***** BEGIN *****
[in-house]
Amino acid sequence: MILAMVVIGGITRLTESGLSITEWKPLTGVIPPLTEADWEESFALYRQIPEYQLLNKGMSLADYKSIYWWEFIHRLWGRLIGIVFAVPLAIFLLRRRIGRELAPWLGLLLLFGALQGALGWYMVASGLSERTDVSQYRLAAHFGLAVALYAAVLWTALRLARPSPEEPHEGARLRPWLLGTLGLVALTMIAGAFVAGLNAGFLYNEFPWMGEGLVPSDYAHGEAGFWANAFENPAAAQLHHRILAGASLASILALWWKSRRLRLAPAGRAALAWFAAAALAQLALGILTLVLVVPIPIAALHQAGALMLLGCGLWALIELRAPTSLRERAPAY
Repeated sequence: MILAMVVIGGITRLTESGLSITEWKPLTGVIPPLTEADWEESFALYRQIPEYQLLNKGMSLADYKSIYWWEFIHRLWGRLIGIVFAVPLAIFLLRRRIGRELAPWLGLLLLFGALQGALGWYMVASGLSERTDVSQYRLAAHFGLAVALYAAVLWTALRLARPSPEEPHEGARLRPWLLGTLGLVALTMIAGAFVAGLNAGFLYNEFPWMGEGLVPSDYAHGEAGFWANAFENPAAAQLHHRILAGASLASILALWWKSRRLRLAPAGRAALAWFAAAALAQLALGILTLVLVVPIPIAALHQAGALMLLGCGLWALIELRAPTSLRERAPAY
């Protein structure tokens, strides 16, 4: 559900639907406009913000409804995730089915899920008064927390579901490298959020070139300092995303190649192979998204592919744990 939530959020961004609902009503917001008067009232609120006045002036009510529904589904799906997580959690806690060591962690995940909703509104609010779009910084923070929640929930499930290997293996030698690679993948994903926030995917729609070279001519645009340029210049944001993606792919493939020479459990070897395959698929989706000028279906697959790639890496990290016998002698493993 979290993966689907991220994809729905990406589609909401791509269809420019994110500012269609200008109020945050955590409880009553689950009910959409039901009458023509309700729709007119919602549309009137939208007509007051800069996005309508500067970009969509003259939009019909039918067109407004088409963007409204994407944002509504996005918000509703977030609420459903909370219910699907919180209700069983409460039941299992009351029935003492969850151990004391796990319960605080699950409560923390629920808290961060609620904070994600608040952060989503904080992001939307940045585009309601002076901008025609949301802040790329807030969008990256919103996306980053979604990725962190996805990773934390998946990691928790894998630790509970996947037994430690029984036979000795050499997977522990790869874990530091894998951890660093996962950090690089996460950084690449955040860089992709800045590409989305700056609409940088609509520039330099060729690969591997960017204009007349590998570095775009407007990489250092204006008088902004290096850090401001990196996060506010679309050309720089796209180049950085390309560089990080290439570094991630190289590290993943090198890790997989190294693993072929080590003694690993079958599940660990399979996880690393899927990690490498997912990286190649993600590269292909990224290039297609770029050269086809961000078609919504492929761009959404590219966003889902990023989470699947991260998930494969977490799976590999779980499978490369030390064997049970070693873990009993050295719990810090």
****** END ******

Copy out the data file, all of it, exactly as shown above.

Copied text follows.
[in-house]
Amino acid sequence: MILAMVVIGGITRLTESGLSITEWKPLTGVIPPLTEADWEESFALYRQIPEYQLLNKGMSLADYKSIYWWEFIHRLWGRLIGIVFAVPLAIFLLRRRIGRELAPWLGLLLLFGALQGALGWYMVASGLSERTDVSQYRLAAHFGLAVALYAAVLWTALRLARPSPEEPHEGARLRPWLLGTLGLVALTMIAGAFVAGLNAGFLYNEFPWMGEGLVPSDYAHGEAGFWANAFENPAAAQLHHRILAGASLASILALWWKSRRLRLAPAGRAALAWFAAAALAQLALGILTLVLVVPIPIAALHQAGALMLLGCGLWALIELRAPTSLRERAPAY
Repeated sequence: MILAMVVIGGITRLTESGLSITEWKPLTGVIPPLTEADWEESFALYRQIPEYQLLNKGMSLADYKSIYWWEFIHRLWGRLIGIVFAVPLAIFLLRRRIGRELAPWLGLLLLFGALQGALGWYMVASGLSERTDVSQYRLAAHFGLAVALYAAVLWTALRLARPSPEEPHEGARLRPWLLGTLGLVALTMIAGAFVAGLNAGFLYNEFPWMGEGLVPSDYAHGEAGFWANAFENPAAAQLHHRILAGASLASILALWWKSRRLRLAPAGRAALAWFAAAALAQLALGILTLVLVVPIPIAALHQAGALMLLGCGLWALIELRAPTSLRERAPAY
């Protein structure tokens, strides 16, 4: 559900639907406009913000409804995730089915899920008064927390579901490298959020070139300092995303190649192979998204592919744990 939530959020961004609902009503917001008067009232609120006045002036009510529904589904799906997580959690806690060591962690995940909703509104609010779009910084923070929640929930499930290997293996030698690679993948994903926030995917729609070279001519645009340029210049944001993606792919493939020479459990070897395959698929989706000028279906697959790639890496990290016998002698493993 979290993966689907991220994809729905990406589609909401791509269809420019994110500012269609200008109020945050955590409880009553689950009910959409039901009458023509309700729709007119919602549309009137939208007509007051800069996005309508500067970009969509003259939009019909039918067109407004088409963007409204994407944002509504996005918000509703977030609420459903909370219910699907919180209700069983409460039941299992009351029935003492969850151990004391796990319960605080699950409560923390629920808290961060609620904070994600608040952060989503904080992001939307940045585009309601002076901008025609949301802040790329807030969008990256919103996306980053979604990725962190996805990773934390998946990691928790894998630790509970996947037994430690029984036979000795050499997977522990790869874990530091894998951890660093996962950090690089996460950084690449955040860089992709800045590409989305700056609409940088609509520039330099060729690969591997960017204009007349590998570095775009407007990489250092204006008088902004290096850090401001990196996060506010679309050309720089796209180049950085390309560089990080290439570094991630190289590290993943090198890790997989190294693993072929080590003694690993079958599940660990399979996880690393899927990690490498997912990286190649993600590269292909990224290039297609770029050269086809961000078609919504492929761009959404590219966003889902990023989470699947991260998930494969977490799976590999779980499978490369030390064997049970070693873990009993050295719990810090």